Vaughan Comish's 'aesthetic geography', and Jay Appleton's 'habitat theory' are both predicated on the assumption that the experience of landscape is that of individual perception and response to an
individual scene. But the affective bond between human beings and the external world is not merely, perhaps not even primarily, an individual or personal thing. For geography, in fact, the personal relationship is of minor importance when compared with the collective investment of meaning in places by those who make and keep them.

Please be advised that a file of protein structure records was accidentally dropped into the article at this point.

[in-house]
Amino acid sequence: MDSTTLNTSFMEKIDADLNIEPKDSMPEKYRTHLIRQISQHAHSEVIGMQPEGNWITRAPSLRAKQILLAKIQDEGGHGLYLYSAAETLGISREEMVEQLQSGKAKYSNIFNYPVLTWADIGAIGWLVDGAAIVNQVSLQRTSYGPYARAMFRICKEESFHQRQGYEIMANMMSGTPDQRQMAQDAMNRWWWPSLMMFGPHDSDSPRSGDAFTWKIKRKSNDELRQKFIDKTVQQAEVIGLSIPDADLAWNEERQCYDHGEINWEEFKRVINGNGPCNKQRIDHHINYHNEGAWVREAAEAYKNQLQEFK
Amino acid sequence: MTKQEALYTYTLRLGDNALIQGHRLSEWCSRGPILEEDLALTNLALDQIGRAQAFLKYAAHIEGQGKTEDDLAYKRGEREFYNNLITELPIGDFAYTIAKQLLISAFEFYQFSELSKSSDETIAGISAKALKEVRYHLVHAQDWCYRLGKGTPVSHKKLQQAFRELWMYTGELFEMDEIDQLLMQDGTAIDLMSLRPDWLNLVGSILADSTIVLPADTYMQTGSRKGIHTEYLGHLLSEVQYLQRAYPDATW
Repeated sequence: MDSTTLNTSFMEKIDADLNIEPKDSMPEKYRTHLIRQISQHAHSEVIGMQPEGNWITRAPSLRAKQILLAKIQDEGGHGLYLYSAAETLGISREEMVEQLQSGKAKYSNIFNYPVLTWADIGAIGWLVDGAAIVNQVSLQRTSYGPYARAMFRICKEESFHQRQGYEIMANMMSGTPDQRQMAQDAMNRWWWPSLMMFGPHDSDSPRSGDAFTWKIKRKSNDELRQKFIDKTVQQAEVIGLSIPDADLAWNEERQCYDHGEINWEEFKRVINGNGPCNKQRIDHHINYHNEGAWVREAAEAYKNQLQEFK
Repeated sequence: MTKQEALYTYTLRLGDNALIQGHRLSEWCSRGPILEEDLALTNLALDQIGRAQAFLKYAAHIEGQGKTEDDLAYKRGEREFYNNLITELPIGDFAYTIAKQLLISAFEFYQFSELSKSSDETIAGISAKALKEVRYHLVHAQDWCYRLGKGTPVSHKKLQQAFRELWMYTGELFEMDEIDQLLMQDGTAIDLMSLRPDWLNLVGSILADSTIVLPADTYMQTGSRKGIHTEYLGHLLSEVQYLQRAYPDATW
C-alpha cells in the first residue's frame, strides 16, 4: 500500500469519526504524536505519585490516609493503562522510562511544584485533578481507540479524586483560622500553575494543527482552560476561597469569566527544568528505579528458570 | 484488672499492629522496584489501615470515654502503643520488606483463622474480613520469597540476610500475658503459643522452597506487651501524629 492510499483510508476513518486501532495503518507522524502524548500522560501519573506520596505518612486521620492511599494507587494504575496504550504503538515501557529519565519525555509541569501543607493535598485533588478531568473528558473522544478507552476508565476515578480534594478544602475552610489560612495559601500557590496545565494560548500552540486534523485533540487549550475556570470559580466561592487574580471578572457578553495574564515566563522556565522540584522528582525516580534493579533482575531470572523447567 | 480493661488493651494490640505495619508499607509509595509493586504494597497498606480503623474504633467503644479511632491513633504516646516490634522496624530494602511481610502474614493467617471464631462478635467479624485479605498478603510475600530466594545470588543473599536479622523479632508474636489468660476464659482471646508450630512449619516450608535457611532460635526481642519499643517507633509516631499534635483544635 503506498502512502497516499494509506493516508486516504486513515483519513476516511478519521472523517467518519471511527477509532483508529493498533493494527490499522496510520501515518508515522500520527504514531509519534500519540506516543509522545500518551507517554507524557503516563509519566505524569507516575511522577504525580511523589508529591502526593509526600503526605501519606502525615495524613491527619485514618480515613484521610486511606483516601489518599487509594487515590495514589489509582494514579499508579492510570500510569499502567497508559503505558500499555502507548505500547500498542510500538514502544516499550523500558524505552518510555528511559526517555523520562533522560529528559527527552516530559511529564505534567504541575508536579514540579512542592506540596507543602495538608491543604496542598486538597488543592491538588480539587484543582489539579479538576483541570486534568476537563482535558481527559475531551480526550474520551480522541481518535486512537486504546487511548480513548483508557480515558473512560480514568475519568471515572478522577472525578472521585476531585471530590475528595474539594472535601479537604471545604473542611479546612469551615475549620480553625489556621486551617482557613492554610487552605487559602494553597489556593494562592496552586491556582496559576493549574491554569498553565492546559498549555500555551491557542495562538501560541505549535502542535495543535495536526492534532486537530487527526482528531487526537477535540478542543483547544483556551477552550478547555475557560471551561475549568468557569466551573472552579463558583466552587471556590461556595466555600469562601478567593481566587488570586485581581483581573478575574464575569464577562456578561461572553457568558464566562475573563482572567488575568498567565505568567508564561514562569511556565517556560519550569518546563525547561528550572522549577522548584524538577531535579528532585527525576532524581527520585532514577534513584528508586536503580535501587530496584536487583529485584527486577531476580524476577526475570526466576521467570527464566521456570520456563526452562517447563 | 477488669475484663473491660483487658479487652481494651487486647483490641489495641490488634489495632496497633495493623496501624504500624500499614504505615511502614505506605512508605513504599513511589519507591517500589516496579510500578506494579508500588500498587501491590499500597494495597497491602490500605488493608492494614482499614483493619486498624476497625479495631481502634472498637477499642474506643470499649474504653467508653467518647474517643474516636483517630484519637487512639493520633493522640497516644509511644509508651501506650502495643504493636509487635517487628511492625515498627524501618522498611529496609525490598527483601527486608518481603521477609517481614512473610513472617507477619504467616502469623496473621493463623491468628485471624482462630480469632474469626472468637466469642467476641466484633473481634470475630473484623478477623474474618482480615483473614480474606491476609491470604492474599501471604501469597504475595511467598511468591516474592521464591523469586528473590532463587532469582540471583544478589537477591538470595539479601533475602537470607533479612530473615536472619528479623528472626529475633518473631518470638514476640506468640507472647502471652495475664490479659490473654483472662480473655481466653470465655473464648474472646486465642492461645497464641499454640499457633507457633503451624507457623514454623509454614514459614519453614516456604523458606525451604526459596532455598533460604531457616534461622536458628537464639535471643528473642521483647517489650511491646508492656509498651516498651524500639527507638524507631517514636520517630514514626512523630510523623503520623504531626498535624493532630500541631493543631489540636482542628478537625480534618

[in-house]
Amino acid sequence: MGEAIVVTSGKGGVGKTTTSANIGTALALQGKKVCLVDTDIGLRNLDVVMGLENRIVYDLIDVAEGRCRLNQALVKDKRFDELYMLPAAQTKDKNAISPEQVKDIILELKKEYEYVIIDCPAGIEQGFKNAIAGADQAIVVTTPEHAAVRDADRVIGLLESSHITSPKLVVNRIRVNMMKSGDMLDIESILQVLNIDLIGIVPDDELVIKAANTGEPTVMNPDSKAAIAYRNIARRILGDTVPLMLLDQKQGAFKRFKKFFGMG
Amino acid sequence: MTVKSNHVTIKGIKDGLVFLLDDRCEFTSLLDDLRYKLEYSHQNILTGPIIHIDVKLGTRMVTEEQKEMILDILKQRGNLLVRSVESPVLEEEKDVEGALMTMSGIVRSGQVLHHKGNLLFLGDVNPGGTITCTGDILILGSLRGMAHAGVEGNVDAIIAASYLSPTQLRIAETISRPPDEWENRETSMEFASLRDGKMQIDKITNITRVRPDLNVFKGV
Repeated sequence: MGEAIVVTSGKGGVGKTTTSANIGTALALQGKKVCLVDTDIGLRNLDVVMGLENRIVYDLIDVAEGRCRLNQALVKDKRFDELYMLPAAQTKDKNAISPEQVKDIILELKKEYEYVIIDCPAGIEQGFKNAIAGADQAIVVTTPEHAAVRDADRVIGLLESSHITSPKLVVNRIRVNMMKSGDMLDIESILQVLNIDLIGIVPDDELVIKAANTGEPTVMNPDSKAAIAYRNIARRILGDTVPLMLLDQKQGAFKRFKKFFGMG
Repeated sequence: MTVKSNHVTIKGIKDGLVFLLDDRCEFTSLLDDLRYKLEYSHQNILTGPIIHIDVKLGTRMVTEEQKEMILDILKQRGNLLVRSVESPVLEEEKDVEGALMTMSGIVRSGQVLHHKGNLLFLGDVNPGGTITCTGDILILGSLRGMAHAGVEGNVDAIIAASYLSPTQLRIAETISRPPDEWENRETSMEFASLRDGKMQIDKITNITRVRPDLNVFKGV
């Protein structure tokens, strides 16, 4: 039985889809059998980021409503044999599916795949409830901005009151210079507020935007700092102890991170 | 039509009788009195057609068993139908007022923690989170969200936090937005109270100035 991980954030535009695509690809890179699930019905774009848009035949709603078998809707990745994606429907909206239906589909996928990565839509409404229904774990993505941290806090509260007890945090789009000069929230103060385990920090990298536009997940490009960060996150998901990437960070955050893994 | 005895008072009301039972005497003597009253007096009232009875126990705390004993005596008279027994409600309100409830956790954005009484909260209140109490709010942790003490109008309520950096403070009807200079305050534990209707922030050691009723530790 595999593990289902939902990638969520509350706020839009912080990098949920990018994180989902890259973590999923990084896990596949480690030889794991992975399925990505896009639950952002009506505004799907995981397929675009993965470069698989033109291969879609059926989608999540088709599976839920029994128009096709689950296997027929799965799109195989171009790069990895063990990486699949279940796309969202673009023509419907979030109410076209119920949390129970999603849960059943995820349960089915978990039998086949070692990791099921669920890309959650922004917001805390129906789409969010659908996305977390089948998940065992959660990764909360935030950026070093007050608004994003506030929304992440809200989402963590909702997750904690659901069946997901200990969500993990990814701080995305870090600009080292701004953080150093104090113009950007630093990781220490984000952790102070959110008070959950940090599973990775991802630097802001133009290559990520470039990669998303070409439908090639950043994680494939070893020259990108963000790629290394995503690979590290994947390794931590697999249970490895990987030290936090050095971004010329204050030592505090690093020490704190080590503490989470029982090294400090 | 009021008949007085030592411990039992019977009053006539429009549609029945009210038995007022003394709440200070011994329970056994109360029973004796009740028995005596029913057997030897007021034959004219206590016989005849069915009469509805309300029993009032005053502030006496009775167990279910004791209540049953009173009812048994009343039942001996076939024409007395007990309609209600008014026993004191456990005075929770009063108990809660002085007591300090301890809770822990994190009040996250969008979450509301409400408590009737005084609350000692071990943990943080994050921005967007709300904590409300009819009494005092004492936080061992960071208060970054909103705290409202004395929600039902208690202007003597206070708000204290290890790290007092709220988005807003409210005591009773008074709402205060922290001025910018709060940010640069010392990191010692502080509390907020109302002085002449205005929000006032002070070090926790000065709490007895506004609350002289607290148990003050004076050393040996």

Denis Cosgrove; Social Formation and Symbolic Landscape
Sabine Kastner